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Ynghaanshungge was one of the Qantari Demons involved in The Great War. Other names: Yuan-Shagga; Shuun-ae the Shining-Serpent.

He was killed by Ordu during the War alongside with many Qantari.

Lore[ | ]

In truth, Ynghaanshungge was one among seven beings who was called upon to the realm of men. He chose to side with Balzaar.

The oral histories of the Ordu tells of a powerful shaman named Adad (Abu Hassan Ibn Hadad?) who came to take the Ordu's strongest warrior - Bolad, to receive a gift from the Skyfather. Neither the shaman nor the warrior was seen again.

Bolad was likely the vessel of Ynghaanshungge.

An Ordu's Keeper of Tales told you a legend about tens of thousands of Ordu fighting and defeating one of the Tngri who descended from heaven and took human form. The Tngri travelled in a golden palanquin and was known amongst the Ordu as Ynghaanshungge.

"A long time ago, when the Great War raged across the land, the tribes fought as one, united people. And so mighty were they that a Tngri himself decided to test their strength.

The Tngri summoned his servants and commanded them to carry him in his golden palanquin to the camp of a great khan. There the Tngri challenged the great khan, claiming his strength to be the greater and demanding that the tribes of the people bow and offer tribute.

Though the Tngri was mighty and terrible to behold, the great khan was unafraid. Pointing at the many tumens standing ready behind him, the great khan refused to offer tribute. To prove the strength of the people, the khan welcomed the Tngri to test their strength three times, should he so desire.


Angered at the khan's insolence, the Tngri clapped his hands and darkness swallowed the sun, casting the land into shadow. Thunder and lightning came then, piercing the darkness and striking at the camps of the people, wreaking terrible havoc.

After a time, the Tngri clapped his hands again, dismissing the storm and uncovering the sun, so that the people could take stock of the damage and know the true measure of the Tngri's strength. But instead of disarray, the Tngri found the grim-faced people crouched, waiting for the great khan's signal.

Now the great khan clapped his own hands and a hundred thousand warriors stood and aimed their bows into the air, loosening as one. Black-shafted arrows rose in the tens of thousands, a dark swarm to block out the sun, raining death down on the Tngri and his servants.

Angered, the Tngri clapped his hands again and fiery rivers sprang up from the earth, flowing into the camps of the people, devouring everything in their path like a wildfire that rages over summer grass.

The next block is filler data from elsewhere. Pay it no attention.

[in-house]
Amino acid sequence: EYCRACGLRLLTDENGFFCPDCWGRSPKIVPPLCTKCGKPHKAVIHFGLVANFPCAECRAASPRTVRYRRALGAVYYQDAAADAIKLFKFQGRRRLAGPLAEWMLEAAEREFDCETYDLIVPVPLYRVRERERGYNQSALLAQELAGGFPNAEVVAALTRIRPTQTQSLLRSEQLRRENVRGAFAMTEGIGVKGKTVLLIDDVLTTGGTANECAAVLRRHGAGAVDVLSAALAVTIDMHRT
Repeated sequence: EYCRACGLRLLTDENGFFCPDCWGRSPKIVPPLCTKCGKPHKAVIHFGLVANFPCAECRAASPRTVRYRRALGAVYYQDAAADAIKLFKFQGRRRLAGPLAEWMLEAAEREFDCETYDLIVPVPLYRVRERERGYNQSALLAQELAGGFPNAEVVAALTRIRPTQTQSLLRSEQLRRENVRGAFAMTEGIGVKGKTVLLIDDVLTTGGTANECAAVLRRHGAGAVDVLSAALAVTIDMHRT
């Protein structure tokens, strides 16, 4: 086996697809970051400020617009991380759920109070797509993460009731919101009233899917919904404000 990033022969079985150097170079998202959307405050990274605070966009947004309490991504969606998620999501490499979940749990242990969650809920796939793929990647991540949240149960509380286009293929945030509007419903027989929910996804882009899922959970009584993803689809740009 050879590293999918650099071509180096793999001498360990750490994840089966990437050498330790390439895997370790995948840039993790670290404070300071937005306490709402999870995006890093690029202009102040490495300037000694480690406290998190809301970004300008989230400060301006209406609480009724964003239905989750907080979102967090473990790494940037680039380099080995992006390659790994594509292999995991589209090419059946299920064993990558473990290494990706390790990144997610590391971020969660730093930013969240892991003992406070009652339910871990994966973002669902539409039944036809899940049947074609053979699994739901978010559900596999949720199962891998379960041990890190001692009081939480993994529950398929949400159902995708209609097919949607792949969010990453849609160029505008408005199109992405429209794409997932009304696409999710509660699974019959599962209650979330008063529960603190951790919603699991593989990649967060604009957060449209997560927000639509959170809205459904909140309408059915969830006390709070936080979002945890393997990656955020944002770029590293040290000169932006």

Men fell screaming by the thousands, yet the great khan stood firm, protected by armor that even the fire could not scorch. He clapped again and fire dragons issued from the water and sped up toward the Tngri and his servants, leaving coils of smoke in their wake.

The Tngri raised a mighty shield, but the fire dragons were relentless, pounding again and again at the Tngri's defenses. Soon, even the Tngri tired. His arms weakened and dropped for but a moment, yet that moment was enough for the fire dragons to penetrate his defenses and cause much carnage amongst his servants.


Wounded and enraged, the Tngri stood alone, his palanquin turned, his servants slaughtered. It was then that he knew the power of the people, but it was too late to turn back. Mustering all of his remaining strength, the Tngri clapped one last time, falling to his knees from the exertion.

The ground itself begin to shake violently, splitting apart with a great roaring howl, swallowing men and horses alike as the full wrath of the Tngri fell upon the people. Yet when the sky cleared, instead of a broken people, the Tngri saw the tumens standing ready to attack. That's when the Tngri first knew fear, for now he knew that neither the air, nor fire, nor earth magic could defeat the people.

The khan clapped and the tumens descended on the Tngri like a pack of steppe wolves on an injured lamb. Three days and three nights did the battle last, for even a wounded Tngri is still a Tngri, but in the end he was slain, his body quartered and the pieces burned, the ashes cast to the four winds. The people were victorious, and celebrated that night in honor of the Tngri, for giving his life to add to the glory of the people.

~ Ordu's Keeper of Tales

 on The Tngri Ynghaanshungge

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